by Roger Ebert
The fall of Rod Blagojevich requires a novelist. The legal details have been eclipsed by the spectacle of a man held up to national, even international, ridicule. The novelist would ask: How does a man withstand such mockery? The courts will decide if he tried to sell a Senate seat, but public opinion has already convicted him of being a clown, an egomaniac, a preening narcissist, a walking, talking goofball.
That's the element that fascinates me. I surfed the news Thursday afternoon. Chris Matthews called him "the strangest man I've ever met." Lynn Sweet of the Sun-Times told Matthews the unanimous impeachment vote reflected the fact that he had alienated every member of the Illinois senate. Legislators wanted to impeach Blagojevich for years, she said, but it took his sensational arrest to "give them the guts."
From other analysts I heard the word "delusional," "irrational," "living in a fantasy world," "nuts," and (from Mayor Daley) "cuckoo." That's why he might inspire a novel. His aides referred to his hairbrush as "the football," which he would go nowhere without. He affects a hairstyle appropriate for a British boy band in the 1960s, not for an adult, a governor. In his teens, Blagojevich must have looked in the mirror, liked what he saw, and frozen that moment in time.
His hair is sacred, but on "The View" it was tousled by Joy Behar and he finished the segment with strands out of place. Think about that. What other public official could get his hair tousled on TV? The gesture reveals an instinctive lack of respect. He has lost even the minimal courtesy perhaps due even a disgraced official. He is an object of fun.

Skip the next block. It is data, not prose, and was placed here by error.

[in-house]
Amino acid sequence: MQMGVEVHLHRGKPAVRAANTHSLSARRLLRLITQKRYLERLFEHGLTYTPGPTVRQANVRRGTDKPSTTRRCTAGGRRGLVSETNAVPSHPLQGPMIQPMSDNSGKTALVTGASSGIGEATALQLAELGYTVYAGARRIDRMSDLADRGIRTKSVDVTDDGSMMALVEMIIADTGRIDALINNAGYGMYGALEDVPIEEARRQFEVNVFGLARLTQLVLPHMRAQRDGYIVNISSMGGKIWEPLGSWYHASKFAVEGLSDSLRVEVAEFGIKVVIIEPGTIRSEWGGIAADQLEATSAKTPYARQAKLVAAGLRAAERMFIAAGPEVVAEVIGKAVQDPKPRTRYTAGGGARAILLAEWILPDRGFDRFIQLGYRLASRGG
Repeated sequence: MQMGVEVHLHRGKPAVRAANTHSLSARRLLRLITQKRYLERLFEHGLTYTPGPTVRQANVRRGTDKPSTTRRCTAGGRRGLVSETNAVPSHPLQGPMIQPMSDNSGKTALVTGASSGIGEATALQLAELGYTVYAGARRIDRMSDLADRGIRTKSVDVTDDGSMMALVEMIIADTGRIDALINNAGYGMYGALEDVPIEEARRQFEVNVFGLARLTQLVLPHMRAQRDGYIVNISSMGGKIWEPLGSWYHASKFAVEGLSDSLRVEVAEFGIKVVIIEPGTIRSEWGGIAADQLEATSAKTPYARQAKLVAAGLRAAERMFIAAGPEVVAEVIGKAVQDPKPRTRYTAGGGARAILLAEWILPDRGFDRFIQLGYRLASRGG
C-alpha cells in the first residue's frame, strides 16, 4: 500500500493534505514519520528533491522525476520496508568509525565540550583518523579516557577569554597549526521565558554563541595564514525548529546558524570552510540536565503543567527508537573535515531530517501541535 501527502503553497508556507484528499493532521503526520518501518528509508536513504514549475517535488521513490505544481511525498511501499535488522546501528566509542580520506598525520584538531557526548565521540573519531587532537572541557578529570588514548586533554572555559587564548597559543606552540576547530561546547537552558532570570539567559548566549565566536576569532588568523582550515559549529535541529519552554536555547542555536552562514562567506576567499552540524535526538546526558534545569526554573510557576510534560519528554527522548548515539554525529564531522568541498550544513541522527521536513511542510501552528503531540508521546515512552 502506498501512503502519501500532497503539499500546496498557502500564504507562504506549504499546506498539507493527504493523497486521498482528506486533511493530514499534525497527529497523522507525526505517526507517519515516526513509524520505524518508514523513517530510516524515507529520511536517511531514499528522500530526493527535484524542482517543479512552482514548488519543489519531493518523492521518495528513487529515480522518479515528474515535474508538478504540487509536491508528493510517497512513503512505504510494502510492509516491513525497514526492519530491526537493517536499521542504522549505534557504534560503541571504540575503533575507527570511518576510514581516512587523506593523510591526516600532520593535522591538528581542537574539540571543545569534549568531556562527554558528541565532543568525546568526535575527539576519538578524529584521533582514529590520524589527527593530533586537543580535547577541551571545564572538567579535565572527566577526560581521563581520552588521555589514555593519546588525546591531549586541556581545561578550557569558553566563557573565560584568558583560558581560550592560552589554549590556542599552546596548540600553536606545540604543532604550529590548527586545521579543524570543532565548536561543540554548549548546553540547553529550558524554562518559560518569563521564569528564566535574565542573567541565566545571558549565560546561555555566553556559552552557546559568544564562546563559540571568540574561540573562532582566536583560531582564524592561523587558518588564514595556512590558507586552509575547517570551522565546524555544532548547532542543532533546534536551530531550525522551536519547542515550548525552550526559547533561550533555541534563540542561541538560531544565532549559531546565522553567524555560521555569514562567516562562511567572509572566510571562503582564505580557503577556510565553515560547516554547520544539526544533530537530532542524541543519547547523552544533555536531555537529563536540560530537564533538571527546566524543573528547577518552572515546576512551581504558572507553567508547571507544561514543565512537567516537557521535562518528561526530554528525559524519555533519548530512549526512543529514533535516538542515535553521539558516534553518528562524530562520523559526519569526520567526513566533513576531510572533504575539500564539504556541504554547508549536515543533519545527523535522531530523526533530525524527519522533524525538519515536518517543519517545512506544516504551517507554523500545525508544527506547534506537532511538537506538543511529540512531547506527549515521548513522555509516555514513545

That's what fascinates me. That's where the novel is. Who else since O.J. Simpson has furnished the late night shows with material for every single monologue for weeks? What other name guarantees a chuckle from the audience even before the joke? This isn't partisan. It's something we all share. He is the national dartboard.
How can Blagojevich stand it? In every newspaper, on every channel, people laugh at him. His name is a punch line. Yet he continues to smile, jog, joke, and even talk over the motor mouths on "The View" with his sound bites of innocence. What keeps him going? There was another U. S. governor of comparable notoriety, Huey P. Long of Louisiana. Robert Penn Warren wrote All The King's Men about him, and it won the Pulitzer Prize. The 1949 film version won Oscars for best picture, actor and supporting actress.
The new film could be titled "The Football." If it won awards like that, Blagojevich would probably take them as a compliment, even a vindication. I have never before written so unkindly about anyone, but in this case, it doesn't appear I can hurt his feelings.
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